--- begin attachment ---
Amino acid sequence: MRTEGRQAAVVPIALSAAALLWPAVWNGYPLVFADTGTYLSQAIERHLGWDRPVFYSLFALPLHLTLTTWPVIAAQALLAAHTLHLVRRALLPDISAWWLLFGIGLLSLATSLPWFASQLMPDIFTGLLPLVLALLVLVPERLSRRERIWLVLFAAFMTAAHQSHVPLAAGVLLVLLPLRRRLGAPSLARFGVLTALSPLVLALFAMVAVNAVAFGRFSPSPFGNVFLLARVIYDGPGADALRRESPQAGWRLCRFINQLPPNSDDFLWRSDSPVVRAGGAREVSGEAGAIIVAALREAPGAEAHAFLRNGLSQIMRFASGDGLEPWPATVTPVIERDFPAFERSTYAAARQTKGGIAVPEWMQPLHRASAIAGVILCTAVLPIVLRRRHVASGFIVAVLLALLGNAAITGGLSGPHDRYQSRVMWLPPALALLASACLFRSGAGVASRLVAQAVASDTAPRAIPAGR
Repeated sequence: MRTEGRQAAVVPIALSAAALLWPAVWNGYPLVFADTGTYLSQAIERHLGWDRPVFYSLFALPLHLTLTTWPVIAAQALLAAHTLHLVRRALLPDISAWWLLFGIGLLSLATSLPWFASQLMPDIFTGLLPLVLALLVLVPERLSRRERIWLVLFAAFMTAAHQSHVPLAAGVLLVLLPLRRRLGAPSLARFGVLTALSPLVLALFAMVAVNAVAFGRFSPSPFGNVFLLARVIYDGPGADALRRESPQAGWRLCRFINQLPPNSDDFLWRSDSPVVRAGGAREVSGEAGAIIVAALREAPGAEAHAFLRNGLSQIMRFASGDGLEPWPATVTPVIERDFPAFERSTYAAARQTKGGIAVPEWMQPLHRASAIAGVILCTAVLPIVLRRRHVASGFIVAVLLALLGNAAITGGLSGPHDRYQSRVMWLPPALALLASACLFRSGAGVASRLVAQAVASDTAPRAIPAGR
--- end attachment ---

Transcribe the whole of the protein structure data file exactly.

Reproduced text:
Amino acid sequence: MRTEGRQAAVVPIALSAAALLWPAVWNGYPLVFADTGTYLSQAIERHLGWDRPVFYSLFALPLHLTLTTWPVIAAQALLAAHTLHLVRRALLPDISAWWLLFGIGLLSLATSLPWFASQLMPDIFTGLLPLVLALLVLVPERLSRRERIWLVLFAAFMTAAHQSHVPLAAGVLLVLLPLRRRLGAPSLARFGVLTALSPLVLALFAMVAVNAVAFGRFSPSPFGNVFLLARVIYDGPGADALRRESPQAGWRLCRFINQLPPNSDDFLWRSDSPVVRAGGAREVSGEAGAIIVAALREAPGAEAHAFLRNGLSQIMRFASGDGLEPWPATVTPVIERDFPAFERSTYAAARQTKGGIAVPEWMQPLHRASAIAGVILCTAVLPIVLRRRHVASGFIVAVLLALLGNAAITGGLSGPHDRYQSRVMWLPPALALLASACLFRSGAGVASRLVAQAVASDTAPRAIPAGR
Repeated sequence: MRTEGRQAAVVPIALSAAALLWPAVWNGYPLVFADTGTYLSQAIERHLGWDRPVFYSLFALPLHLTLTTWPVIAAQALLAAHTLHLVRRALLPDISAWWLLFGIGLLSLATSLPWFASQLMPDIFTGLLPLVLALLVLVPERLSRRERIWLVLFAAFMTAAHQSHVPLAAGVLLVLLPLRRRLGAPSLARFGVLTALSPLVLALFAMVAVNAVAFGRFSPSPFGNVFLLARVIYDGPGADALRRESPQAGWRLCRFINQLPPNSDDFLWRSDSPVVRAGGAREVSGEAGAIIVAALREAPGAEAHAFLRNGLSQIMRFASGDGLEPWPATVTPVIERDFPAFERSTYAAARQTKGGIAVPEWMQPLHRASAIAGVILCTAVLPIVLRRRHVASGFIVAVLLALLGNAAITGGLSGPHDRYQSRVMWLPPALALLASACLFRSGAGVASRLVAQAVASDTAPRAIPAGR